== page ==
Salicylic acid; dose, 7 1/2 grains (0.5 gm.); sodium salicylate and strontium salicylate; dose, 15 grains (1 gm.).
In a solution of 1 in 500 salicylic acid is antiseptic, and will inhibit or retard the growth of bacteria, yeasts, and molds; and as in these dilutions it is not corrosive to living tissue, or poisonous to human beings, except in large amounts, it is safe for use in and about the body. But because it is not readily soluble in water, its use as an antiseptic is confined largely to the preservation of foods, the treatment of parasitic skin diseases, and the preparation of a mild antiseptic wash known as "boro-sal." Leach says that quantities sufficient to preserve milk affect the taste of the milk. It belongs to the phenol group of antiseptics, but does not possess the destructive properties and the penetrating power of carbolic acid, and it retains its antiseptic power in fatty and alcoholic preparations.
The alkaline salicylates, though less antiseptic than the acid itself, are freely soluble in water and are used in the preservation of foods. The Hygienic Laboratory recommends a 1 per cent. solution of sodium salicylate as a fly-poison.
The action of these is inhibited or retarded, a 1 per cent. solution being sufficient to stop the ptyalin action on starch. Pepsin is somewhat lessened in its activity, and probably also the other digestive ferments. Very weak solutions seem to favor ferment action.
Besides its antiseptic action, it tends to stop local sweating, as of the hands or feet; to soften and facilitate the removal of accumulations of horny epithelium, as of corns or warts, without causing inflammatory changes in the healthy underlying tissues; and in chronic skin diseases, such as eczema, to promote the growth of healthy skin. It is irritant to mucous membranes.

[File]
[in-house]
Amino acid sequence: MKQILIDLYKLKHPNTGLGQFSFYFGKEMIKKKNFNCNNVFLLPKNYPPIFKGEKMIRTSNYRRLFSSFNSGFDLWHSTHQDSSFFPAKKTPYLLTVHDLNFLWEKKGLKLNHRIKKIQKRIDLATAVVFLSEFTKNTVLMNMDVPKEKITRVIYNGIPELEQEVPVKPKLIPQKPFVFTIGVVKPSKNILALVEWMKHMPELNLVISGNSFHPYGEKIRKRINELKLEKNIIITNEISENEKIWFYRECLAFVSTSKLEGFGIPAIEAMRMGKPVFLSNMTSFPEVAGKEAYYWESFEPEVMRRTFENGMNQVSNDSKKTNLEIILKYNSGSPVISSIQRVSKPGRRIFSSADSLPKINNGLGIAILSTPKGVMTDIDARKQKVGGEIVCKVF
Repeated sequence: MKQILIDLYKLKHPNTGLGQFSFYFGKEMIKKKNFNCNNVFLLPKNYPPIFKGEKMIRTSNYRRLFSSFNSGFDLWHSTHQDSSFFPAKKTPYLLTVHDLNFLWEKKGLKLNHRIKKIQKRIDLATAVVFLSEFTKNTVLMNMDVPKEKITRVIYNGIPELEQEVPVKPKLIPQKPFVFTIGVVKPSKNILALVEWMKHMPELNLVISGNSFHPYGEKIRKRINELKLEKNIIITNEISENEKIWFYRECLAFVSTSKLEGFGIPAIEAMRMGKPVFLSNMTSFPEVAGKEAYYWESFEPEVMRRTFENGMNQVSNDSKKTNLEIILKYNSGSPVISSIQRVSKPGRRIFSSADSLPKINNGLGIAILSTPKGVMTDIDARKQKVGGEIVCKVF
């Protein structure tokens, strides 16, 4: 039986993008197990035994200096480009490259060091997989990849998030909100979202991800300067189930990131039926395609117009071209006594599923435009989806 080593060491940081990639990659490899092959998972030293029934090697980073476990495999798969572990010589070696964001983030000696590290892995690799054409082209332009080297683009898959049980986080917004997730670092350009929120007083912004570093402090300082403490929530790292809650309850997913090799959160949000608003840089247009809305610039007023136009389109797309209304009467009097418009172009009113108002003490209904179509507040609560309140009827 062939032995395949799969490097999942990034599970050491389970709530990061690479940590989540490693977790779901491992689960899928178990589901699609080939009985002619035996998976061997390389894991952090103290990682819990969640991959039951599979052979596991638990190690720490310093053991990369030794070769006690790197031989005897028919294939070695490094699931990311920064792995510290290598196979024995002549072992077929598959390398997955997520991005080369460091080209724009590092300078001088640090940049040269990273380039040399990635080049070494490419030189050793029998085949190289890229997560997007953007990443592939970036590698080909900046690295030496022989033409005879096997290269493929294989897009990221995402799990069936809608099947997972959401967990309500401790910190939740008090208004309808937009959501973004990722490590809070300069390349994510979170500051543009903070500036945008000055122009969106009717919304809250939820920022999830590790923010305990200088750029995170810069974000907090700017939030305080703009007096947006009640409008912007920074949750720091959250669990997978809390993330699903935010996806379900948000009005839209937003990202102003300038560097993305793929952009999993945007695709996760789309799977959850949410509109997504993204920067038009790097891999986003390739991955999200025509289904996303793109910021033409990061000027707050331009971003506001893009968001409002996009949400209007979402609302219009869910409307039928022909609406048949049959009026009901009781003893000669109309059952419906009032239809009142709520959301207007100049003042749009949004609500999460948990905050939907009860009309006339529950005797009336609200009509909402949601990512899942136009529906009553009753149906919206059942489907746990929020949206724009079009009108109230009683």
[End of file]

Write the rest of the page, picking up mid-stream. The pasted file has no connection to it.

Methyl salicylate and the volatile oils of wintergreen and birch are counterirritants.
Its taste is biting, and it is locally irritant. Its tendency is to retard gastric fermentation and the action of the digestive ferments. Whether or not it can reduce intestinal putrefaction is a question, for while Strasburger claims that the number of bacteria in the feces is distinctly reduced, other observers have been unable to detect any diminution in the indican of the urine. (See Salol.) By large quantities the production of bile is increased, but the use of the drug for this purpose in therapeutics has not been shown to have any value.
The volatile oil salicylates have a typical carminative action, and in moderate dosage are well borne; the other salicylates are irritant and frequently produce nausea and even vomiting.
Systemically, it resembles acetanilid in its analgesic properties, but is much milder. It increases metabolism, yet is antipyretic by dilating the vessels and promoting sweating, and so increasing heat loss. Whether there is an effect on the heat-regulating center or not is not proved. Mandel found that it would prevent a rise of temperature from xanthine.